Opal Fruits and Dangerous Lenses, Vault Festival


by Laura Kressly

It’s no secret that the social class system in this country has marginalised the working classes, with women pushed to the absolute fringes of society. To the world outside their immediate circle, sometimes no bigger than the street they live on, they are invisible. Solo shows Opal Fruits and Dangerous Lenses, though radically different in style, seek to change that by centering the working class woman’s experiences and demanding attention for those wilfully forgotten.

Opal Fruits is a messily personal ode to the women living on the council estate that performer/writer Holly Beasley-Garrigan grew up on. Comparing them to the sweets now called Starbursts, each one has a distinctive personality, a sense of their place in the world and the desire to make an impact. They range in age – from 4 to 65 – and in concerns – their hair, and whether or not they’re contributing to gentrification by purchasing their flat through right-to-buy.

It takes time for the throughline to emerge and there are several metatheatrical diversions that aren’t needed, but by the end of the show the audience has rallied to Beasley-Garrigan’s side when she again asks if we’re tired of white people writing self-indulgent, semi-autobiographical solo shows. Any dramaturgical sloppiness is forgiven after a poignant reveal and a convincing emotional landscape, though there is scope to tighten this brand new piece.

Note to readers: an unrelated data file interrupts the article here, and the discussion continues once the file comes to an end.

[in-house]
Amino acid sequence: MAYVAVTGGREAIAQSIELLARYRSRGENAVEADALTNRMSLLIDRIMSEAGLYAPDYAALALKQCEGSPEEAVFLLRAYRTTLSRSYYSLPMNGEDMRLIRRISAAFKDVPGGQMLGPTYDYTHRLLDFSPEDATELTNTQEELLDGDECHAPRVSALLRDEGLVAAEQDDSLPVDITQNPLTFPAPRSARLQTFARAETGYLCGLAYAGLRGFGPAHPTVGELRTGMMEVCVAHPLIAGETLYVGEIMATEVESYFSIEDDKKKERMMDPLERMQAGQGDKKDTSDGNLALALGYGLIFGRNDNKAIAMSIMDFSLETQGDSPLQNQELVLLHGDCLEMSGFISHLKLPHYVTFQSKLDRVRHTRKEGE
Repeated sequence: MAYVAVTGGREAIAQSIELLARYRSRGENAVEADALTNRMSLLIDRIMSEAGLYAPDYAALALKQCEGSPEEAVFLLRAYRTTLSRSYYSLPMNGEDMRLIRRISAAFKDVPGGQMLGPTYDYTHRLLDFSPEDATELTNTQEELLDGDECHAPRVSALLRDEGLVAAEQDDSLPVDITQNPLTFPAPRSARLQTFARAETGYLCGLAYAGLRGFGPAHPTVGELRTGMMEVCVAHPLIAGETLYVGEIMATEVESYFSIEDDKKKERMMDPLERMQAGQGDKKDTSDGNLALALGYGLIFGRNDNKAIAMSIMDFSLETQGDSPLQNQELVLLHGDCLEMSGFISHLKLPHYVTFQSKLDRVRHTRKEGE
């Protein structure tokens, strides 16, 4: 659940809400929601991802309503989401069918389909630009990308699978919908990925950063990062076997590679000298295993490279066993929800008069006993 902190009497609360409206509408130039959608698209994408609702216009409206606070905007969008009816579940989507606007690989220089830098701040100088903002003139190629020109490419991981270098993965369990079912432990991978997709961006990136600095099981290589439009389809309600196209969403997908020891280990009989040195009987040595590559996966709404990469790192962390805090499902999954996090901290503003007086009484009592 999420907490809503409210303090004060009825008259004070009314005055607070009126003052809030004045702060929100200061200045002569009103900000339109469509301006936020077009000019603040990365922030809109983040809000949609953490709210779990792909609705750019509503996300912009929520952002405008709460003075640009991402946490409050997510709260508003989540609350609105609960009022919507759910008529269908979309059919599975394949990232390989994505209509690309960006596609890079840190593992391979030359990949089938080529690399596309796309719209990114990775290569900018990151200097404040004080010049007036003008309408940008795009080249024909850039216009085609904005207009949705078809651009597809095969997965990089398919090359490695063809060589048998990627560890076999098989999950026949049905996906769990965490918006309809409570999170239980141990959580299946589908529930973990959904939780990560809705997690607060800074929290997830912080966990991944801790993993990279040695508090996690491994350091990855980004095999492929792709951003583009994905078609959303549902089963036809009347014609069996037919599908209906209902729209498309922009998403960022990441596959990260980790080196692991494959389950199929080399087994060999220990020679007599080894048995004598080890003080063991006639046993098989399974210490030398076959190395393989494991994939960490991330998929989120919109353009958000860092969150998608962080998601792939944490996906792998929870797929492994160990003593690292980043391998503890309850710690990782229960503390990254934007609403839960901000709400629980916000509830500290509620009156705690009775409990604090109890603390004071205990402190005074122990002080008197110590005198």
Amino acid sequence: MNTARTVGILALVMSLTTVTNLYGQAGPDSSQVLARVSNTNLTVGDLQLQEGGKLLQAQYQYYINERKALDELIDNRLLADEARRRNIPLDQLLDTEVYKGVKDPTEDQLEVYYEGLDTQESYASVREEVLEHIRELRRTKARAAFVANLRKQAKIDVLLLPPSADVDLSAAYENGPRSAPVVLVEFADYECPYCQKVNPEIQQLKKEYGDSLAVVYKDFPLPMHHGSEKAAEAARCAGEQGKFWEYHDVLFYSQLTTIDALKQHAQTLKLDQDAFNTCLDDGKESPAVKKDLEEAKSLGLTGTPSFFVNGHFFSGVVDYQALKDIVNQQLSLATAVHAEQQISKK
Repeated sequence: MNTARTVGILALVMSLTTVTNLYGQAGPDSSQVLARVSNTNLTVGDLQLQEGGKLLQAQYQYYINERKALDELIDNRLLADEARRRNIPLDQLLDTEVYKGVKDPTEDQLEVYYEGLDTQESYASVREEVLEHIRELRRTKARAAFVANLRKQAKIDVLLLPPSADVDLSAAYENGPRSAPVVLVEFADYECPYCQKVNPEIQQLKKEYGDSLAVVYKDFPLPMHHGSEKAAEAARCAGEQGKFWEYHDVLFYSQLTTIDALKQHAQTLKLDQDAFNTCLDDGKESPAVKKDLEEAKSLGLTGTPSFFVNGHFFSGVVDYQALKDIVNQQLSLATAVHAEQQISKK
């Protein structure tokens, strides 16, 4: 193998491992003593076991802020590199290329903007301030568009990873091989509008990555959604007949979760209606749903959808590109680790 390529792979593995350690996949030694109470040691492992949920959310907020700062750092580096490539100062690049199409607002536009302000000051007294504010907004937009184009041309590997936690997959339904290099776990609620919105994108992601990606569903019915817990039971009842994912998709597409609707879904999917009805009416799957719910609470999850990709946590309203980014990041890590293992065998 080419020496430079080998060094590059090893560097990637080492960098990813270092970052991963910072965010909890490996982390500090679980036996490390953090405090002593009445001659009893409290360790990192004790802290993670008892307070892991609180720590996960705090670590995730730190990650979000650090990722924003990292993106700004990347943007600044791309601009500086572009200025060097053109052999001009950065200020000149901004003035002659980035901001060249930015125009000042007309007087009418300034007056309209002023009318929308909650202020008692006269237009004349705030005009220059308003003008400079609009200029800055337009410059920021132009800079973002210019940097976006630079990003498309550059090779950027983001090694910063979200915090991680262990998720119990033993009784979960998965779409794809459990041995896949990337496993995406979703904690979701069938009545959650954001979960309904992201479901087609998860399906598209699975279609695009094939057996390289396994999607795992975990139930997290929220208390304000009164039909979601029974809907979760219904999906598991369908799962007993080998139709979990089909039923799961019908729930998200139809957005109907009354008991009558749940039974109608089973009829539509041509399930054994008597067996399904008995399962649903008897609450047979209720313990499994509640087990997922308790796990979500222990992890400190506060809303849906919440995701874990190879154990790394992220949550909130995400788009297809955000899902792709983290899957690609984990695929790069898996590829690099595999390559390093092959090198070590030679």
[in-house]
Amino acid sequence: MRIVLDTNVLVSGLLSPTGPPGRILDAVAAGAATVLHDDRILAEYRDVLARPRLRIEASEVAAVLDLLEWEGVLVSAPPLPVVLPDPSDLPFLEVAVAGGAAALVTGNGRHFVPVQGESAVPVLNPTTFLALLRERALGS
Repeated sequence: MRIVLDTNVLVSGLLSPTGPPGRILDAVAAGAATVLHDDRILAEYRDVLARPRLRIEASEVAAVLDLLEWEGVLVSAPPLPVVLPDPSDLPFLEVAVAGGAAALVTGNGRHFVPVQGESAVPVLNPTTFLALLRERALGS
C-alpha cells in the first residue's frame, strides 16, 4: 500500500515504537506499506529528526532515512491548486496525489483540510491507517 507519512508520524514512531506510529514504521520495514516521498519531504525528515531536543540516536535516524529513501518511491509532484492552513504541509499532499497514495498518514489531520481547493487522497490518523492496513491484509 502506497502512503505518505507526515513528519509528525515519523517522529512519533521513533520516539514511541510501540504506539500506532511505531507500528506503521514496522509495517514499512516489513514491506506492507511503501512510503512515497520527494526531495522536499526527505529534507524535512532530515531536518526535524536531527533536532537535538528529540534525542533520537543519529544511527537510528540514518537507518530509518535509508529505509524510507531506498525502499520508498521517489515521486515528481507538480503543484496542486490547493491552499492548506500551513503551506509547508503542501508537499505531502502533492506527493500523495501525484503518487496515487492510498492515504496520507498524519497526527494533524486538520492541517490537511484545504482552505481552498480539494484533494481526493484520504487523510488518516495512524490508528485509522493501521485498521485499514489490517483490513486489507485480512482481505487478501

Dangerous Lenses is a more polished work, with no line out of place in Brooke Robinson’s conventionally-structured script. Grace Chilton plays a lonely, curtain twitcher who I suspect is elderly, or at least well into her middle years. She works part time on a chocolate factory’s inspection line, but otherwise spends her time scrutinising her neighbours. As a degenerative eye condition increasingly clouds her sight, her mental health is impacted and results in a nightmarish climax and deliciously ambiguous ending.

Though this unnamed character displays plenty of disturbing characteristics, these are a direct result of her disregard by the rest of society, including those immediate around her. She doesn’t even know the names of her co-workers, as they are all reduced to uniformed automatons without the time to chat.

Both shows, directly and not, demand attention and recognition for the ignored and stigmatised women that do their best to hold their families together, or just get on with their lives, in the face of a malicious, misogynist society that has no interest in helping them. Though not a double-bill, watching them as a pair is a doubly powerful reminder to look for the shadows in windows or on council estates of those longing to make their mark.

Dangerous Lenses and Opal Fruits run through 27 January.

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